You know the worst thing about turning 26? No, it’s not the existential dread setting in as I am getting further and further into my “mid-twenties”. It’s not that 90% of the people I surround myself with (including my boyfriend) aren’t even 25 yet, making me feel even older. No. It’s the fact that I work at a company too small to offer health insurance, and am thus getting kicked of my family plan and have to find my own. Adulting is scary.
I know that it’s common for me to disappear for weeks at a time, but I do always find my way back. You’re probably thinking that this time isn’t any different, but alas dear reader, it is. As of a month ago, I have had a full time job. Let me further explain…
So do I. I have become passionate about hand lettering, and get such a joy out of creating products for others. While I still love web design, I’m realizing that I want a lot more design in my career and day-to-day life. I’m currently in a really tough spot in my life and am hoping that building up this small business (even as small as it is) will help in any way it can. Here are some of the things that I’ve been learning already.
I’m going to get very personal for a moment here – I suffer from anxiety and depression. I go through periods just about every day where I lose motivation, hope, and my normal positive outlook on life and the future. It’s very hard to find the will to function when all you can think is “what’s the point?”. Anyone who has had to deal with anxiety and depression can relate to the feelings that consume your whole body and eat away at your mind. As you can probably imagine, it’s pretty hard to let your creativity flow when you’re in that state.
So let’s jump forward to much more happy and positive things – because dwelling in the negative isn’t helping anyone.
There are two sides to my love of digital art – my commercial and sharing-friendly side (the side that I tell my friends about and promote to everyone I can) and my “deep dark hidden” secret side (the side that’s too hard to explain to people who don’t get it, so I just do it for myself and for fun and for all the friends I’ve made through it). This post is about that second side.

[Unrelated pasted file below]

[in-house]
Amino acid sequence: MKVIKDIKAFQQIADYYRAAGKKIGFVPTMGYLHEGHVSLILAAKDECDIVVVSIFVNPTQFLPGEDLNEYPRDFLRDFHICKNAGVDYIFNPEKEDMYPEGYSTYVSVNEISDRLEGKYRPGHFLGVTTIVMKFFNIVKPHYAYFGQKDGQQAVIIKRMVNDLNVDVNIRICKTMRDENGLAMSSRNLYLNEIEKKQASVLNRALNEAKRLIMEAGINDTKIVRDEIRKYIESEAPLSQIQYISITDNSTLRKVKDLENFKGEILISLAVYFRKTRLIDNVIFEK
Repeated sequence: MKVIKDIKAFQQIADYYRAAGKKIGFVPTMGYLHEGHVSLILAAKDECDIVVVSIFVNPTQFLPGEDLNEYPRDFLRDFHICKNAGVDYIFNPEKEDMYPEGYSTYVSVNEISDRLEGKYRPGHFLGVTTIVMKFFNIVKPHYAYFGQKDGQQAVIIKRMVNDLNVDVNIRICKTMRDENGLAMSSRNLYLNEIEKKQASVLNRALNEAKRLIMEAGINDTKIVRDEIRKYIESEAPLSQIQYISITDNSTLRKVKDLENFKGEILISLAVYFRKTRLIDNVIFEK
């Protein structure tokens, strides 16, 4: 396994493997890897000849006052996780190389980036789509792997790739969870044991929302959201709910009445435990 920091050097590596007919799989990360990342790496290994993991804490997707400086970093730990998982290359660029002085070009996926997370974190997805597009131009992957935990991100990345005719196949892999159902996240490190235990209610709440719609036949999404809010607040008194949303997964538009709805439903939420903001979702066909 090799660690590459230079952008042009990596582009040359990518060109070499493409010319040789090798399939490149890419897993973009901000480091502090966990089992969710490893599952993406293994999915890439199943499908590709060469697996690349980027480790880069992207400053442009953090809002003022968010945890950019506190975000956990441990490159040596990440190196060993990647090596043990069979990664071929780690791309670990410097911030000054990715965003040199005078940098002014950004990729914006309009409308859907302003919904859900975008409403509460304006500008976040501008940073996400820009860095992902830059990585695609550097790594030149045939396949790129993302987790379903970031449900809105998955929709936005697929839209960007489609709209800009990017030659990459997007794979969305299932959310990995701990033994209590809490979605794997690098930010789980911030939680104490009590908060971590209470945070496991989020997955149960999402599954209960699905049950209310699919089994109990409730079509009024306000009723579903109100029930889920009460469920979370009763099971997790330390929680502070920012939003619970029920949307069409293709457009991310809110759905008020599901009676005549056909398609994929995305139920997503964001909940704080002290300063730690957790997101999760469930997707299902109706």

Don’t be alarmed. What you are about to read are tales of a Photoshop junkie. I have spent five years making graphics like this, and if there were a way to make money off of it, I would. I have spent hundreds of hours creating art in Photoshop, and this is what it amounts to.
No one wakes up one day, puts pen to paper, and is the most amazing artist of all time. Even those with natural talent still have to work at it.
I have been writing since I was 3 (and they were beautiful works of art back then), I have been doing bubble letters and all sorts of different fun lettering since I was seven, and I’ve even recently started doing fauxligraphy. My whole life I’ve been training to be the greatest hand letterer there has ever been (100% not true), and yet I still wasn’t prepared for the wonderful world of brush lettering.
It’s January 9th and the holidays are officially over. It’s been one month since my last project post, and I’m just now finally getting some time to post again. Part of the problem was that I didn’t want to put up any images of gifts until I had given them. The other part of the problem was that I was just extremely busy.
Never fear, lovely readers, for I am back with news from the distant past – aka December 2016. So distant, yet it feels like it was just yesterday. In this blog, I’ll be talking about all of the projects that I took on this season, and how they’ve lead me down new and different artistic paths.
As you may have read in my Thankful Thirty post, my nephew turned two on Thanksgiving. The boy loves a lot of things – Choo-choos, beep-beeps, Mickey, Pokemon, and Paw Patrol, to name a few. As part of his gift, I got him a little plush Pikachu, something that we both share a love of. The second part of his gift was a drawing of him, Pikachu, and Chase from Paw Patrol. Being a two year old boy and suddenly immersed in a pool full of new toys, he hardly had the time to even look at the picture (which was to be expected), but I hope he’ll grow to appreciate said picture.
Let’s be clear here – by “an under appreciated program,” I mean specifically by me. I am nothing short of an Adobe fangirl. I have spent too many hours to count playing around in Photoshop, creating logos in Illustrator, coding websites in Dreamweaver, designing page layouts in InDesign, and editing videos in Premiere. So why is it that I’m just now discovering all of the amazing and fun things you can do with After Effects? Let me take you on a journey of my past week.